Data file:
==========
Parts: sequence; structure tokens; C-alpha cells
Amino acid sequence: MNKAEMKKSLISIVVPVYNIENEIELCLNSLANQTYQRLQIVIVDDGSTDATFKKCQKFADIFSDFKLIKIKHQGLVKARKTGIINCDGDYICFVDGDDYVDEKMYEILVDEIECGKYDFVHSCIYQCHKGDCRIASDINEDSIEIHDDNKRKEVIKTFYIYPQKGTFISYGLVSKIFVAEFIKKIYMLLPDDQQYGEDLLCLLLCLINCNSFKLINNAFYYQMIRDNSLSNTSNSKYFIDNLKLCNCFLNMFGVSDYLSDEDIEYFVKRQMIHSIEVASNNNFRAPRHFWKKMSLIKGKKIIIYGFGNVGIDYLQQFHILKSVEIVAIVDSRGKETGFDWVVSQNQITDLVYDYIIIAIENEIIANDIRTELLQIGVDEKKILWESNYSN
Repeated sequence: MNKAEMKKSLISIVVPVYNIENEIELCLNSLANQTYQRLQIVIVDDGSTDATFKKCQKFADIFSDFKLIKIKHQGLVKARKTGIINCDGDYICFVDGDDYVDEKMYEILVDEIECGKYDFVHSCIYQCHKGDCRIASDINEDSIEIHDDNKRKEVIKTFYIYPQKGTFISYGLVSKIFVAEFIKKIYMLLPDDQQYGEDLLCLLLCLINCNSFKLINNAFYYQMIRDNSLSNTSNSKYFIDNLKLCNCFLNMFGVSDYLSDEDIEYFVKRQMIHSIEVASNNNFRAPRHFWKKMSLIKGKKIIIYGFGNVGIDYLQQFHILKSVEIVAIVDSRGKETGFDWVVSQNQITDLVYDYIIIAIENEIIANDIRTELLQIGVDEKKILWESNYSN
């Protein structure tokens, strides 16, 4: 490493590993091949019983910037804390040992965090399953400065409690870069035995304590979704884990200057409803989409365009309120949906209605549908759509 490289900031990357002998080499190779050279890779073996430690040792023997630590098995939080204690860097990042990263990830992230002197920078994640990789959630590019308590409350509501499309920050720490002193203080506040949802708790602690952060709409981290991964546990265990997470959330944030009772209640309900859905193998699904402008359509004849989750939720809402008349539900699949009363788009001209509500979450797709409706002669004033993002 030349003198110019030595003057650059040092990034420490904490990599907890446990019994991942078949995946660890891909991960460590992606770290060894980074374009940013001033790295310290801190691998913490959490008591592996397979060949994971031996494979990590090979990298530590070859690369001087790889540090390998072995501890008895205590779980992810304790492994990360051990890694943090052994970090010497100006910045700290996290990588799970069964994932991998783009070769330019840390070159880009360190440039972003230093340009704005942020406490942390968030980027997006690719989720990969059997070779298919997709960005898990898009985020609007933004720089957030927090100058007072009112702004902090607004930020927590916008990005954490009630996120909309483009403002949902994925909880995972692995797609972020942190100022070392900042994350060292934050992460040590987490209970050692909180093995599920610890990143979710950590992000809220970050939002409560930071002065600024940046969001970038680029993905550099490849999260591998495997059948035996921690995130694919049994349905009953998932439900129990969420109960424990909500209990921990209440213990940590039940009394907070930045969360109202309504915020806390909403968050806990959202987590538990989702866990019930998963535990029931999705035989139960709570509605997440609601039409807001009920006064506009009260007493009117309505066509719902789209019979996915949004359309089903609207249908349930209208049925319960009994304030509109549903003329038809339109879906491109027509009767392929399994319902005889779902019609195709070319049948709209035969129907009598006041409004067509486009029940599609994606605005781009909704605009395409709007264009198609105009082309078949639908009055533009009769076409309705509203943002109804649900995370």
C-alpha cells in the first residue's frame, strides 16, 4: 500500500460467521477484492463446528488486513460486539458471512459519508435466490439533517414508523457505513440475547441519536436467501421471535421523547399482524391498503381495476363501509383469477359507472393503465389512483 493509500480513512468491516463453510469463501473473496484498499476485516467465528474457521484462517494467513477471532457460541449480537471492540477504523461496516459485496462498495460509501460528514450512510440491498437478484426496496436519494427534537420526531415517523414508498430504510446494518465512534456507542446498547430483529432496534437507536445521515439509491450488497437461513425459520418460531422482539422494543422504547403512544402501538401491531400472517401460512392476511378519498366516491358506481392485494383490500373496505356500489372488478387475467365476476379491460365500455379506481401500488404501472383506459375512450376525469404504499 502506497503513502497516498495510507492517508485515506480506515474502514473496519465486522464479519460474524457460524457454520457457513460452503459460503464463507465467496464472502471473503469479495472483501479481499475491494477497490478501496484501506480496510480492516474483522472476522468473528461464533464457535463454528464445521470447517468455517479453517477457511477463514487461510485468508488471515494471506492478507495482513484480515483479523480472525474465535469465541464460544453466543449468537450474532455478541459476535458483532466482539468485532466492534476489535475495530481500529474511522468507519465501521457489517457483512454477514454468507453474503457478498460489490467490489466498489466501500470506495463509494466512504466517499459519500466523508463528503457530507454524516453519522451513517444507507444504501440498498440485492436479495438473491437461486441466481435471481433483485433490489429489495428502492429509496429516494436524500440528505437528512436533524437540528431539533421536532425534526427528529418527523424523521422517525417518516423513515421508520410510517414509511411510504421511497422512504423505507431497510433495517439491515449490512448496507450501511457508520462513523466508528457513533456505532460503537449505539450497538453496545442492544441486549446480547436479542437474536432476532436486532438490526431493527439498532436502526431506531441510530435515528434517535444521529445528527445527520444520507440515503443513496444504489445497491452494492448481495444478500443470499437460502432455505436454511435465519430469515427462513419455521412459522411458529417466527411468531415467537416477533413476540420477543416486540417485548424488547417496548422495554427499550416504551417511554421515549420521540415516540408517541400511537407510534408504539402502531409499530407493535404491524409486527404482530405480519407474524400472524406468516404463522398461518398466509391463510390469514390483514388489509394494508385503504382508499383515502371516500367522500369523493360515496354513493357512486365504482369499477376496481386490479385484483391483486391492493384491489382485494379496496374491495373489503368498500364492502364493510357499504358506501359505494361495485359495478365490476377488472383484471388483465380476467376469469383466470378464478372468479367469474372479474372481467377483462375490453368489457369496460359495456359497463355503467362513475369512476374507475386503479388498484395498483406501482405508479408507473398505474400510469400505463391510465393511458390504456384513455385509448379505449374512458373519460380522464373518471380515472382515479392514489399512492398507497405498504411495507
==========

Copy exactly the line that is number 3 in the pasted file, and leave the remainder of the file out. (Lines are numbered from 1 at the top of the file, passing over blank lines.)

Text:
Repeated sequence: MNKAEMKKSLISIVVPVYNIENEIELCLNSLANQTYQRLQIVIVDDGSTDATFKKCQKFADIFSDFKLIKIKHQGLVKARKTGIINCDGDYICFVDGDDYVDEKMYEILVDEIECGKYDFVHSCIYQCHKGDCRIASDINEDSIEIHDDNKRKEVIKTFYIYPQKGTFISYGLVSKIFVAEFIKKIYMLLPDDQQYGEDLLCLLLCLINCNSFKLINNAFYYQMIRDNSLSNTSNSKYFIDNLKLCNCFLNMFGVSDYLSDEDIEYFVKRQMIHSIEVASNNNFRAPRHFWKKMSLIKGKKIIIYGFGNVGIDYLQQFHILKSVEIVAIVDSRGKETGFDWVVSQNQITDLVYDYIIIAIENEIIANDIRTELLQIGVDEKKILWESNYSN